We will therefore move to build assemblies of Forward Andalusia, village by village and neighbourhood by neighbourhood, to carry out tasks, campaigns and activities in appropriate territorial or sectoral spheres: our priority and tendency will be to build social mobilisation against the policies of the Andalusian government and an alternative for power independent of the two-party system. 

This vision for Forward Andalusia clashed with that of IU’s and the Iglesias leadership of Podemos: while IU saw the coalition as a social as well as an electoral bloc, it resisted its transformation into a force that might rival Unidas Podemos electorally and, naturally enough, IU itself as the most implanted left organisation in the region. However, while Podemos Andalusia was still subordinate to Podemos at the level of the Spanish state, these concerns of IU’s were effectively attended to by the Iglesias Podemos leadership.

At this point in the looming conflict, IU Andalusia’s new coordinator Toni Valero was reported in the January 11 edition of el diario as saying that what was important was to save the brand name Forward Andalusia from falling victim to the tensions in Podemos. Valero had replaced Maíllo, who had been suffering from cancer, in June 2019. 

This situation of nervous coexistence of potentially antagonistic strategic lines changed with the February 12 announcement of the “amicable divorce” between Rodríguez and Iglesias. This was triggered by the January 18 decision of the central Podemos leadership to bring forward the Spain-wide Third Citizens’ Assembly (congress) of Podemos and thus force the postponement of the organisation’s regional assemblies, including Andalusia’s. Valero stated in response that IU Andalusia was not bound by the Rodríguez-Iglesias accord: the agreement to form Forward Andalusia was with Podemos Andalusia “independent of who its leaders might be”. IU Andalusia’s position was that Anticapitalists’ proposed affiliation to Forward Andalusia, which became an issue after the tendency voted in late March to leave Podemos, and which was formally sought on May 11, should be postponed until the election of a new Podemos Andalusia leadership. Nonetheless, in the words of Valero, reported in the May 14 el diario, “obviously there will be no problem”.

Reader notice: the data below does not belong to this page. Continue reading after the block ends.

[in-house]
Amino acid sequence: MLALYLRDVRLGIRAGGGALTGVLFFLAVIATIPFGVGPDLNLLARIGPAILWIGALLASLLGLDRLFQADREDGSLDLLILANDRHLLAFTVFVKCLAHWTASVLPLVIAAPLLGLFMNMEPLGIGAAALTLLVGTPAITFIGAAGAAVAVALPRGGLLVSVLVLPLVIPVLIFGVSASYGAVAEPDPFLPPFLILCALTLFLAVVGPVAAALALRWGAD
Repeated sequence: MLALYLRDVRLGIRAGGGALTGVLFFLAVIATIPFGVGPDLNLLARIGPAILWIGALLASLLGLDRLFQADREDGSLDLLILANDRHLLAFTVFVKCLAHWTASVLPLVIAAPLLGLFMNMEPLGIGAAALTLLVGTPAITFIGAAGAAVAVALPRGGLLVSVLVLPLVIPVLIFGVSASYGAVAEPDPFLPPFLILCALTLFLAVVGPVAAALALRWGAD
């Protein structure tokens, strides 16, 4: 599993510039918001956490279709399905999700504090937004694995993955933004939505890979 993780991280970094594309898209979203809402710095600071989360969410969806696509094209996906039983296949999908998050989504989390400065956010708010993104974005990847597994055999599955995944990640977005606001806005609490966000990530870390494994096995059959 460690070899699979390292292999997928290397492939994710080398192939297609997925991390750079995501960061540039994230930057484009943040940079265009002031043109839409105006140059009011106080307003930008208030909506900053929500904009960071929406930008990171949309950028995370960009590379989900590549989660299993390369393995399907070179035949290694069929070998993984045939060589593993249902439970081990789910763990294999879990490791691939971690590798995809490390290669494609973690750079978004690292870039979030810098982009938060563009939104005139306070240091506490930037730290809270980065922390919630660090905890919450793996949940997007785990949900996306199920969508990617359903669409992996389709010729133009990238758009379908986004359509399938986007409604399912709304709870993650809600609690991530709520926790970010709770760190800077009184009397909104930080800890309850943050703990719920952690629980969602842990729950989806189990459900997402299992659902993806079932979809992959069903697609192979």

According to this report, the affiliation of Anticapitalists was done via the Telegram group of the Forward Andalusia steering committee during Spain’s COVID-19 lockdown, with IU voting against and Podemos Andalusia, under the interim control of Rodríguez, and the two andalucista affiliates voting in favour. IU complained that there had been no meeting to discuss the issue. Nonetheless, IU Andalusia was to effectively acquiesce in having Anticapitalists admitted as a fifth affiliate of Forward Andalusia by taking part in meetings in which its representative was present. 

On May 21, the majority on the steering committee — Anticapitalists and the two andalucista organisations — adopted a statement with the same basic position as “Being a Full Moon”: 

It’s time for Andalusia. It’s the moment of the men and women of Andalusia. There will be no future unless we build it ourselves. 

The statement included the perspective that Forward Andalusia would be present in all future elections in its own name. It also urged individuals to sign up as members. According to IU sources, cited in the May 24 edition of La Voz del Sur, for the first time in the history of Forward Andalusia this decision was not taken by consensus: 

They called us to a meeting and we told them we couldn’t go, that they should wait a week so we could discuss the issue and take it to our leadership bodies. They had the meeting anyway, voted and counted us as absent.

Anticapitalists, Andalucista Left and Andalusian Spring voted in favour of the statement, Podemos Andalusia, represented pro tempore by its outgoing Anticapitalists leadership, abstained and IU was absent. This vote would focus attention on the fact that all decisions in Forward Andalusia had previously been taken by consensus and that no agreed mechanism for decision-making in its absence had been agreed.